When God (Morgan Freeman) approaches Evan Baxter (Steve Carrell) about becoming Noah, it requires some lifestyle changes. Baxter, a news anchor from Bruce Almighty who has become a congressman, is compelled to grows a bushy white beard, discovers an appreciation for the brown robes favored by Charlton Heston’s Moses, and suddenly has a hankering for another of Moses’ favorites – unleavened bread. His wife obliges by offering pita, and since neither the Baxters, the director nor the audience realize that pita is leavened, everyone is happy.
Anyone looking for a retelling of Noah’s flood that obsesses over the glaring holes in that story will have to content themselves arguing with people at the newly opened creationist museum. The movie, at least, is wise enough to use poop for comedic purposes, and not to attempt an answer to the question raised by a newscaster: “With all these species, what’s become of all the feces?”
Director Tom Shadyac and writer Steve Oederkerk seem to have taken the growing “creation care” movement to heart with this movie, but with all the subtlety you might expect from a Hollywood children’s movie based on a religious theme. (Spoilers ahoy!) Evan learns that his corpulently evil congressional patron (John Goodman) has used his power to buy up federal parks and turn them into subdivisions. His corrupt corner-cutting results in shoddy construction to critical infrastructure, which fails exactly when God told Evan something would go amiss.
For better or for worse, the film doesn’t dwell on theodicy here. Yes, God knew months ahead of time that this faulty construction would cause a flood, and for whatever reason, determined that the best response was not to guide an engineer to inspect that facility, but to give Evan Baxter a beard, robe, lumber, handtools, and “Ark-building for Dummies.” In Genesis, the ark is meant as a test of Noah’s faith. Evan’s ark-building is a result of God leaving him no choice however hard he tries to resist. Evan has already completed the ark by the time he recognizing the moral risks inherent in the path to power he had chosen – signing on to bills that would sell of national parks in exchange for Congressional advancement.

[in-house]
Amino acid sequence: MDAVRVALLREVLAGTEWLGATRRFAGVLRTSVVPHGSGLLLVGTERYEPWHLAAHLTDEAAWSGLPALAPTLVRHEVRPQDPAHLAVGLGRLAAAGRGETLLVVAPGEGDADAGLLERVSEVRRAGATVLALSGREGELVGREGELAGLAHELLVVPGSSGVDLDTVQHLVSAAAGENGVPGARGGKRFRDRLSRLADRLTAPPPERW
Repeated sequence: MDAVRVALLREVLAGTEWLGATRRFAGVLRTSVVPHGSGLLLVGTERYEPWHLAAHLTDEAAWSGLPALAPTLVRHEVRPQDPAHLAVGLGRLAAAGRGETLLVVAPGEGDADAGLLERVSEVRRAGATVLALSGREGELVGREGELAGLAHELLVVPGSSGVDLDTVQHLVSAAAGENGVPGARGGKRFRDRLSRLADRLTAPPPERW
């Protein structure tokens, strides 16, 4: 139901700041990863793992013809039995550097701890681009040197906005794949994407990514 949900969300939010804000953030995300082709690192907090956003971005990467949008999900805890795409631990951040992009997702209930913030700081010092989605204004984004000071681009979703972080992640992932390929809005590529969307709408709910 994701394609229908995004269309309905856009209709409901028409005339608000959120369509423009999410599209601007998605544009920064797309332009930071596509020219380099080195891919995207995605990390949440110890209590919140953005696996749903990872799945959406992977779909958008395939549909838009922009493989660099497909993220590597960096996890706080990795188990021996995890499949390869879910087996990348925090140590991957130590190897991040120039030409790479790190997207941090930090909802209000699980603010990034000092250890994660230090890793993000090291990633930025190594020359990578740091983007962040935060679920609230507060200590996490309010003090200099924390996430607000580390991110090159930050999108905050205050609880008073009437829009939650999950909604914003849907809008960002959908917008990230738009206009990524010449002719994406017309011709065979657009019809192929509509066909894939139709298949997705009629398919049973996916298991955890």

True, his Hummer gets washed away by the flood, but that only means that he had not recognized the moral message being offered until it was too late. The God of Genesis turns people into salt pillars for less, and the God of Evan Almighty remembers doing it.
The kids ahead of me in the theatre enjoyed themselves immensely, and I don’t mean to get overly academic about what should be a fun summer movie. On the other hand, these old stories are worth preserving, and the film’s approach to the story of the ark is too similar to slacktivist’s description of non-literal Biblical literalism. Here is slacktivist’s description of the Noah story:
Q: Where do rainbows come from?
A: Selfishness is destructive — to you and to every living creature. Remember that every time you see a rainbow.
That lesson exists somewhere in the movie, but, like the people who survey Mt. Ararat looking for 3000 year-old planks, it obsesses too much over petty details, and misses the literal (or at least literary) point of the story. Those sorts of people, the people who build arks in their backyards or who make movies about guys making arks in their backyards, run the risk, as slacktivist points out, of “approach[ing] these stories with the same incomprehension as that of people who don’t understand jokes. ‘What kind of bar?’ they ask. You try to ignore them, to get on to the punch line, to the point, but they keep interrupting. ‘A duck? I don’t think you’d be allowed in the bar if you were carrying a duck.’ Such people are particularly infuriating when you’re trying to tell a really good joke. They’re even more infuriating when you’re trying to tell a really important story.”